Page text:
In this short, humorous piece that comments on the implicit assumptions embedded in our most basic education, Clint Enns and Darryl Nepinak appropriate footage from an educational program designed to teach children their vowels  and an unsuspecting character finds himself serving as an example.

Scarlet by Sharon A. Mooney (US, video, 4:44m, 2012)
Audio samples culled from Jane Fonda films from the 1960s and '70s are woven together over lenticular images of sexpot aliens, which are physically tilted to transform one image to the other. The meditative soundtrack combined with snippets of dialogue generates a hypnotic atmosphere in which the strange visual transformations seem to reflect our distorted perceptions of ourselves.

Cat Scannd by Michael Guccione (US, video, 3:27m, 2010)
Guccione became interested in how a TV image is built, namely the NTSC standard, a series of scanned lines on alternating fields of 262  lines resulting in a composite of 525 lines of picture signal.  He wanted to slow down what took place in nanoseconds to a perceivable movie experience without having to be literal, and he came across one of the first televised images scanned mechanically during the late '20s by RCA which was cartoon character Felix the Cat made up of just 60 lines. The early experimenters placed a 13" paper mache effigy of Felix on a turntable and aimed the camera point blank at their smiling model as they toiled at making television a viable visual medium. Emerging from this background is an animated piece interfacing homemade constructions of the 1959 Felix cartoons with a layman's take on television's scanned lines and added pinches of Hans Richter, Paul Hindemith, Tor Johnson and others.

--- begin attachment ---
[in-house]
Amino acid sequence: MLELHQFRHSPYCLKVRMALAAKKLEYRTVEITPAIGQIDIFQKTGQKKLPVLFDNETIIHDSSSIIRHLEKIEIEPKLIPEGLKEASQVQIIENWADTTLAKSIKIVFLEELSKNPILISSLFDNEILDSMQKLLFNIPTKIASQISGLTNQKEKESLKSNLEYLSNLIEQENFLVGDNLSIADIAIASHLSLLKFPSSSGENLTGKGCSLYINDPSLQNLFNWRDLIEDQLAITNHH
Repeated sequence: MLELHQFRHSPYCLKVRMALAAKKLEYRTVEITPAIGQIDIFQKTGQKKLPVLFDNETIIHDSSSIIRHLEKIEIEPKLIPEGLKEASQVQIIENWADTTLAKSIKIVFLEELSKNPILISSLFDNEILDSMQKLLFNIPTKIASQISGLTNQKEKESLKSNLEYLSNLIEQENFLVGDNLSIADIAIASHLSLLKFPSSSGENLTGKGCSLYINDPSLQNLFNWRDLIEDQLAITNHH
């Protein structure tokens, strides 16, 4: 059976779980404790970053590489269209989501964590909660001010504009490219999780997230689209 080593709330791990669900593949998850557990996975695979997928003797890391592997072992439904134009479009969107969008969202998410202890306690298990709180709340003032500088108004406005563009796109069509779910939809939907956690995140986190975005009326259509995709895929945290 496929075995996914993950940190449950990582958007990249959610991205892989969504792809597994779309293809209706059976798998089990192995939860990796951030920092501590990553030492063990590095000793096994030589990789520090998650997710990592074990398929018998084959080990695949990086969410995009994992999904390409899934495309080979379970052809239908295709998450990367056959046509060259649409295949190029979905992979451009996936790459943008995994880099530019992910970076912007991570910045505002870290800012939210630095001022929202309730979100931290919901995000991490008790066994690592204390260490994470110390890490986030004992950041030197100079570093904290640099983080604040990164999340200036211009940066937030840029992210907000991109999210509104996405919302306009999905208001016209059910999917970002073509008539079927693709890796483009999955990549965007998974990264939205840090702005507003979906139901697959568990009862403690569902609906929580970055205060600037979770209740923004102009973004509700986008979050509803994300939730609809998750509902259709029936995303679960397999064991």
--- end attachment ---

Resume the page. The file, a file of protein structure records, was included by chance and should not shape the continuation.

Night Hunter by Stacey Steers (US, 35mm on HD video, 15:30m, 2010)
Meticulously crafted from approximately 4000 handmade collages and incorporating images of Lillian Gish taken from silent-era live-action cinema, Night Hunter evokes a disquieting dreamscape drawn from allegory, myth, and archetypes. Images from four silent-era films featuring the actress Lillian Gish are combined with 18th and 19th century engravings to create rich, timeless, imaginative environments. Transitions, both biological and metaphorical, are central themes. In some instances Gish is cut out of specific scenes and reconfigured in collage environments, while collage materials are applied directly to printed film frames in others. The subsequent fluidity of character becomes a critical element in the texture of the film and the identity of the principal character. Night Hunter was shot on an Oxberry animation stand in 35mm using a Mitchell camera. Music and sound by Larry Polansky.